If you’re still using pans coated with Teflon or a similar nonstick surface, you’ll want to get familiar with — and then get away from — the polytetrafluoroetheylenes (PTFE) used in this old-style technology. When heated to high temperatures pans coated with this substance release fumes into the air that contain hazardous compounds called perfluorinated chemicals or PFCs.

Study shows red meat consumption increases the risk of dying

One of the largest studies to ever examine the health effects of red meat consumption has found that it significantly increases the risk of dying prematurely for both men and women.

The study, which followed 121,342 men and women for 28 years, found that higher consumption of both unprocessed red meat and processed meats (bacon, hot dogs, ham) was associated with an elevated risk death, mainly from cardio-vascular disease (CVD) and cancer

NRDC attempts to head off ‘weed and feed’ pollution

Just in time for weed-and-feed season, the Natural Resources Defense Council has filed a lawsuit against the Environmental Protection Agency (EPA) for failing to stop the use of the weed killed known as 2,4-D.
This neurotoxic chemical, infamous as a key ingredient in Agent Orange, is still allowed in products used to treat lawns, golf courses and in commercial operations.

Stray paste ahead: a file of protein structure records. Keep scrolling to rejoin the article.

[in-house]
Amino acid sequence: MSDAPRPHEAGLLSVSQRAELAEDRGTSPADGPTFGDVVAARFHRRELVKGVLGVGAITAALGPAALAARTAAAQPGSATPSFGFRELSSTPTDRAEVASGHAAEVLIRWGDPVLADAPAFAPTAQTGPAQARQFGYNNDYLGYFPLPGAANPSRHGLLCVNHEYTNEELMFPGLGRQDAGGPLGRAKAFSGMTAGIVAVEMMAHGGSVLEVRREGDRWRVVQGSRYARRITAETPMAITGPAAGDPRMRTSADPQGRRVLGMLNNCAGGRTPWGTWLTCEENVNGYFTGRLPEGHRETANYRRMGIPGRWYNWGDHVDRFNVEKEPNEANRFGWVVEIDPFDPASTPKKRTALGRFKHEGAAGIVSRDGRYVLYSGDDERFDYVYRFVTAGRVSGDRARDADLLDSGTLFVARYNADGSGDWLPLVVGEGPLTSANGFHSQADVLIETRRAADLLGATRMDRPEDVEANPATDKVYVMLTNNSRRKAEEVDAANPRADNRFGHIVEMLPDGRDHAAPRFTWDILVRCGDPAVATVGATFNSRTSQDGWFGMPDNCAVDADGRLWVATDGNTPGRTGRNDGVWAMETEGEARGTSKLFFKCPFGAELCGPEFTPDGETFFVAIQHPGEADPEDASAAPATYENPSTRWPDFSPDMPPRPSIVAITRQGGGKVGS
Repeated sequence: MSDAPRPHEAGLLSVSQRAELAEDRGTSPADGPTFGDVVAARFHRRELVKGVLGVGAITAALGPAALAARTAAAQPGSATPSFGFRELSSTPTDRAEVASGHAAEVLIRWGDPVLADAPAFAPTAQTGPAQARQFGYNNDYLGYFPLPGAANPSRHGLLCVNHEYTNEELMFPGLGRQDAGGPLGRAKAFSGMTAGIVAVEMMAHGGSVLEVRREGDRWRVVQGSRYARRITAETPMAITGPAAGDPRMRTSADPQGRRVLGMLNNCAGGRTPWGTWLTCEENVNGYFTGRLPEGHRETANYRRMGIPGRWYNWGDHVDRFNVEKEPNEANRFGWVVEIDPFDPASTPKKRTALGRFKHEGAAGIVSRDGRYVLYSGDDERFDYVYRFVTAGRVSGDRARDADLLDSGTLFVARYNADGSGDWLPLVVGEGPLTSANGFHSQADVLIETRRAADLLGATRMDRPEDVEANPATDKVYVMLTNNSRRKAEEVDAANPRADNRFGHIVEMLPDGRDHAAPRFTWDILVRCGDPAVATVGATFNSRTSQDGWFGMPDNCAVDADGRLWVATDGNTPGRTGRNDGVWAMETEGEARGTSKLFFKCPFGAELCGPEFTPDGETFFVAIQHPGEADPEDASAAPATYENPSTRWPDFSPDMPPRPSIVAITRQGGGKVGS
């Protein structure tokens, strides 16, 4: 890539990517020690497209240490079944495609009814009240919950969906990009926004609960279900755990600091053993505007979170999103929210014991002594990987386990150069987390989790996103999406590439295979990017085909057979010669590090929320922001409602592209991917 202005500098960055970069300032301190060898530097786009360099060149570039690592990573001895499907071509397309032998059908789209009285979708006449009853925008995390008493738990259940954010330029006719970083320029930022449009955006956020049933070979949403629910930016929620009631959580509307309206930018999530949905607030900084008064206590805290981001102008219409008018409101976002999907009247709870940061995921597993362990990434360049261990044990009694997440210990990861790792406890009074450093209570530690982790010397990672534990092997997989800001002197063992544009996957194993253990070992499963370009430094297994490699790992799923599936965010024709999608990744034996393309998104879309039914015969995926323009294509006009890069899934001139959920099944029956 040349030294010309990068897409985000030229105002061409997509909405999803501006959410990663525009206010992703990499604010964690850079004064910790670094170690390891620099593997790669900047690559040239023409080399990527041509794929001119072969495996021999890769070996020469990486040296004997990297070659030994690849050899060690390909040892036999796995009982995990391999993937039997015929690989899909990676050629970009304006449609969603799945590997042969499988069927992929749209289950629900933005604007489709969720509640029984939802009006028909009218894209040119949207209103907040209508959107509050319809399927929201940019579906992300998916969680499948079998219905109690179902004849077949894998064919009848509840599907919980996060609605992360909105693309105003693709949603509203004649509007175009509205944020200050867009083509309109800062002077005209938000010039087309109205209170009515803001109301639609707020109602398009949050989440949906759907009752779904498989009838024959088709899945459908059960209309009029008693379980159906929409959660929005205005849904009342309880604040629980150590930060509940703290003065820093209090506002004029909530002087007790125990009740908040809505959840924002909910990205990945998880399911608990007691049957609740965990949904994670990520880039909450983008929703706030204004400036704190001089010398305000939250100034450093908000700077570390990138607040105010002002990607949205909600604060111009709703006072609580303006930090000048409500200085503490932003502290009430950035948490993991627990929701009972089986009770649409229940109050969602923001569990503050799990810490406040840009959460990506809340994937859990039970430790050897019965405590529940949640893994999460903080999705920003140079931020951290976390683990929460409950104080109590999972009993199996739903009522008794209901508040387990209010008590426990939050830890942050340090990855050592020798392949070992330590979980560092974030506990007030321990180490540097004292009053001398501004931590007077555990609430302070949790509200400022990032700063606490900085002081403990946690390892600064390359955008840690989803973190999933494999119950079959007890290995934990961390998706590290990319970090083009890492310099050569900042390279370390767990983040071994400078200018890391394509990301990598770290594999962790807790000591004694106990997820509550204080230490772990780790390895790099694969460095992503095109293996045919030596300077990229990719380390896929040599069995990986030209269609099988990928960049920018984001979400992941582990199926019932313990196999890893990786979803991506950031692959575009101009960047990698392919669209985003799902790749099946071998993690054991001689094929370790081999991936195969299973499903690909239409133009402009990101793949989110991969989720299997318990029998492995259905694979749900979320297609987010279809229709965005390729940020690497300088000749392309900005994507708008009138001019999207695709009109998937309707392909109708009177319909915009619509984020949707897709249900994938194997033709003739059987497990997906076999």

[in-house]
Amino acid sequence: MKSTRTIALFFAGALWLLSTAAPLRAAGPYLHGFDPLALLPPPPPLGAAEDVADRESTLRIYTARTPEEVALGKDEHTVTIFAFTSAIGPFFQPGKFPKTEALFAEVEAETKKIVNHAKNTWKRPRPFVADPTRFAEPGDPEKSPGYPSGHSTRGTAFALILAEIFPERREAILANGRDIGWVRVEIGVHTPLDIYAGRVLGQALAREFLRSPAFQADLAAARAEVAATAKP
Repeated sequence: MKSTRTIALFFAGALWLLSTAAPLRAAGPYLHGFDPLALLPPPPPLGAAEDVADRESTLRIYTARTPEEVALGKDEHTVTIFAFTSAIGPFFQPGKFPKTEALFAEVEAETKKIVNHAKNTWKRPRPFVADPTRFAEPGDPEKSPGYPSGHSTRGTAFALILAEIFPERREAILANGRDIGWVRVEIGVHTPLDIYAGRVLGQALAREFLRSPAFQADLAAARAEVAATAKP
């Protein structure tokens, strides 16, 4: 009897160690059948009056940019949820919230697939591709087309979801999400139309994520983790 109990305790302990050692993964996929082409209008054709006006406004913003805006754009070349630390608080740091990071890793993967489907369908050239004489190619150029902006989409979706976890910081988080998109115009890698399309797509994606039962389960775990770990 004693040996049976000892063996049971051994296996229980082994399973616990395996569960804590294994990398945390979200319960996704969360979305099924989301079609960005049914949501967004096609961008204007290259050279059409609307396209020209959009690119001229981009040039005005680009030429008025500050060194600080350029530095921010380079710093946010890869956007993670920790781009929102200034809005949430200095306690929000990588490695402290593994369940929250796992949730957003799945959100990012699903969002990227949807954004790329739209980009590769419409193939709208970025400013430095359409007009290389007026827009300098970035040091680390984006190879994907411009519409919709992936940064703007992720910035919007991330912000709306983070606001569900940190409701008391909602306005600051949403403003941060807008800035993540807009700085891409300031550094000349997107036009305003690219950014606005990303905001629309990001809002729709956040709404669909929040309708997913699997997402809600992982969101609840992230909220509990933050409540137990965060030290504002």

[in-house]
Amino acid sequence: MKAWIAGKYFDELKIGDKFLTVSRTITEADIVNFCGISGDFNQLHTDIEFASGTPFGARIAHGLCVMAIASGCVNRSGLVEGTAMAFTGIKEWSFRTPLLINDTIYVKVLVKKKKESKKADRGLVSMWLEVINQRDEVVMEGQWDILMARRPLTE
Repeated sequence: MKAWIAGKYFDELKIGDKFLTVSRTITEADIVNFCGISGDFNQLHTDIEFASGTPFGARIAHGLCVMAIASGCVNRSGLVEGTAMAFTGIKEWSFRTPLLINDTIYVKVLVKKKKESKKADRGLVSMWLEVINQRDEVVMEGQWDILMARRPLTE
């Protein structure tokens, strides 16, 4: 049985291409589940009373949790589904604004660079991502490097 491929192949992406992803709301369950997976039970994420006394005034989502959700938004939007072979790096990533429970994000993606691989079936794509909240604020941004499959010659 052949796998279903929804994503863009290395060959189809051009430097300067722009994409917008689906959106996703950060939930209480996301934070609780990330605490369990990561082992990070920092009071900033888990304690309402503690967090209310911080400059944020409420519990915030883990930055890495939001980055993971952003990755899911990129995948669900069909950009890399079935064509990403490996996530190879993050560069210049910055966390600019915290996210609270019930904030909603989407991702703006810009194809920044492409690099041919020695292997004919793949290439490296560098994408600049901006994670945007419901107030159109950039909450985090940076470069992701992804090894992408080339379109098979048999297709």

Clearing the air: NYC proposes banning smoking in parks

New York City already has smoke-free restaurants. It may soon have smoke-free parks, beaches and outdoor plazas.
Under a proposal announced Thursday by Mayor Michael R. Bloomberg, New York City Council Speaker Christine C. Quinn and Councilmember Gale Brewer, the existing local Smoke Free Air Act that bans smoking in workplaces and indoor gathering spots, would be expanded to include the great outdoors.

A beautiful lawn, without oil

Like everyone else, I’ve been examining my use of oil and petrochemicals in the wake of the BP hemorrhage in the gulf.
We all know that getting a higher mileage car, a hybrid or even an electric vehicle, would slash our personal oil dependency.
But if you’re like me, not ready to trade in the functioning vehicle in the driveway, you’ll need to look elsewhere to squeeze some oil out of your consumption. Fortunately, and unfortunately, American consumer goods are infused with petrochemicals and oil byproducts. Plastics, pesticides and a vast array of products are made with oil. Not to mention that many of the foods we buy have high oil costs when they’re transported from thousands of miles away. So pick your starting point, reduce and recycle plastics; buy local food; go organic.

Pesticides, ADHD and what we can do about it

After reading today’s news about yet another study linking pesticides to yet another health issue, in this case ADHD, I thought maybe this time, we’ll pay attention to this dark undercurrent in modern life. Perhaps now, with 3-7 percent of kids affected by ADHD, and the disorder possibly triggered by pesticide exposure, we’ll finally see that it really is something in the water — and the food — that’s causing this crisis.